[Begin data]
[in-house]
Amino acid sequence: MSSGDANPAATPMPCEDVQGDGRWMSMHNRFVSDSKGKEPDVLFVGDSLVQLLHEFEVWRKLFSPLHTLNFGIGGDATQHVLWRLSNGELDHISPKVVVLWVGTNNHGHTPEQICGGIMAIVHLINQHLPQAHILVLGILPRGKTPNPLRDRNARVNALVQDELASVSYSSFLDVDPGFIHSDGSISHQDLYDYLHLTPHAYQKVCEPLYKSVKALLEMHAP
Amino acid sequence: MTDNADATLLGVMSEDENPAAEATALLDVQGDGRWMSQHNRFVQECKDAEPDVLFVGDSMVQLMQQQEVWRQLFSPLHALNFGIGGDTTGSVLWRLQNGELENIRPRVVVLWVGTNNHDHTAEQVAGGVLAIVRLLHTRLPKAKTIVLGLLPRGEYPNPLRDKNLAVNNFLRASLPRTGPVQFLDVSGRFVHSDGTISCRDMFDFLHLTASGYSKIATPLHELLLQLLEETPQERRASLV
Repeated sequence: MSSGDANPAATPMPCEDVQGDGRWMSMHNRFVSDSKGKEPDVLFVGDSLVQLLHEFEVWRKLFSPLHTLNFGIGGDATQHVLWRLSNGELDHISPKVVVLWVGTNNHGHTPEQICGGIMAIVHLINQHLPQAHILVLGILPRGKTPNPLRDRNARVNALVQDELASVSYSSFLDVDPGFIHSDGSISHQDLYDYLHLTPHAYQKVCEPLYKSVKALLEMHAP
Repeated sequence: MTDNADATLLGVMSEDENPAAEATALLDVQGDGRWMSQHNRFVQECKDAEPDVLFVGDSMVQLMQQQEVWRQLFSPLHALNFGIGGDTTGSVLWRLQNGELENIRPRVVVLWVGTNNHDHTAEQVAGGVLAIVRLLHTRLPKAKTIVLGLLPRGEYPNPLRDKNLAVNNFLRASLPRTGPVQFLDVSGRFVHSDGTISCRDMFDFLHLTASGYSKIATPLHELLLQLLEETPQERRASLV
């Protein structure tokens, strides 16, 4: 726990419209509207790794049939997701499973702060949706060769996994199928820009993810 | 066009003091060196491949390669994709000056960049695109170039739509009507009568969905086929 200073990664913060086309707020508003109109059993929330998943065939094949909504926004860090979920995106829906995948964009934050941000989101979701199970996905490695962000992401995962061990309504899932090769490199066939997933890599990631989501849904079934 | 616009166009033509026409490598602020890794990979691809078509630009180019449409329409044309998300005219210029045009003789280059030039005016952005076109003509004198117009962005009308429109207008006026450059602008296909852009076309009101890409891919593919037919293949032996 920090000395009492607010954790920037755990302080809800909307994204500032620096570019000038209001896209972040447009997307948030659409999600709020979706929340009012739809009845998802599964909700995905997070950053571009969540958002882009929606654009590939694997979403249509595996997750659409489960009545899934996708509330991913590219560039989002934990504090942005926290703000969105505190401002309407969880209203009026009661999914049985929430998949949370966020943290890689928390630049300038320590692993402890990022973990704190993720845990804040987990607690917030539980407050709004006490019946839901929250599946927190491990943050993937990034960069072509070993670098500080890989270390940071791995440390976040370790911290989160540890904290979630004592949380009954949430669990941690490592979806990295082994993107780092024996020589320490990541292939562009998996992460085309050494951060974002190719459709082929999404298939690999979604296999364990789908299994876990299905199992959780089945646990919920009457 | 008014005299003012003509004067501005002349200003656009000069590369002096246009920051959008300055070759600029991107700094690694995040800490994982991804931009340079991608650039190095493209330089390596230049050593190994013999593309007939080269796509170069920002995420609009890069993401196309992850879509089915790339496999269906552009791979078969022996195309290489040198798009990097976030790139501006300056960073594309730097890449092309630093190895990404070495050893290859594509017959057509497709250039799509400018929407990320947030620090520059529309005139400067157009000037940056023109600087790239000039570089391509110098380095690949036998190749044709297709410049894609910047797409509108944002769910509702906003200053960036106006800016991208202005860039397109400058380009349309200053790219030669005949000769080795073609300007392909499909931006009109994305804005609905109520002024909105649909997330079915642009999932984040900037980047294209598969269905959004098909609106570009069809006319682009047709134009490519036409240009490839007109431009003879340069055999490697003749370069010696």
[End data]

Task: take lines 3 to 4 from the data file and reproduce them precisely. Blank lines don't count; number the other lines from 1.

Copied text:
Amino acid sequence: MTDNADATLLGVMSEDENPAAEATALLDVQGDGRWMSQHNRFVQECKDAEPDVLFVGDSMVQLMQQQEVWRQLFSPLHALNFGIGGDTTGSVLWRLQNGELENIRPRVVVLWVGTNNHDHTAEQVAGGVLAIVRLLHTRLPKAKTIVLGLLPRGEYPNPLRDKNLAVNNFLRASLPRTGPVQFLDVSGRFVHSDGTISCRDMFDFLHLTASGYSKIATPLHELLLQLLEETPQERRASLV
Repeated sequence: MSSGDANPAATPMPCEDVQGDGRWMSMHNRFVSDSKGKEPDVLFVGDSLVQLLHEFEVWRKLFSPLHTLNFGIGGDATQHVLWRLSNGELDHISPKVVVLWVGTNNHGHTPEQICGGIMAIVHLINQHLPQAHILVLGILPRGKTPNPLRDRNARVNALVQDELASVSYSSFLDVDPGFIHSDGSISHQDLYDYLHLTPHAYQKVCEPLYKSVKALLEMHAP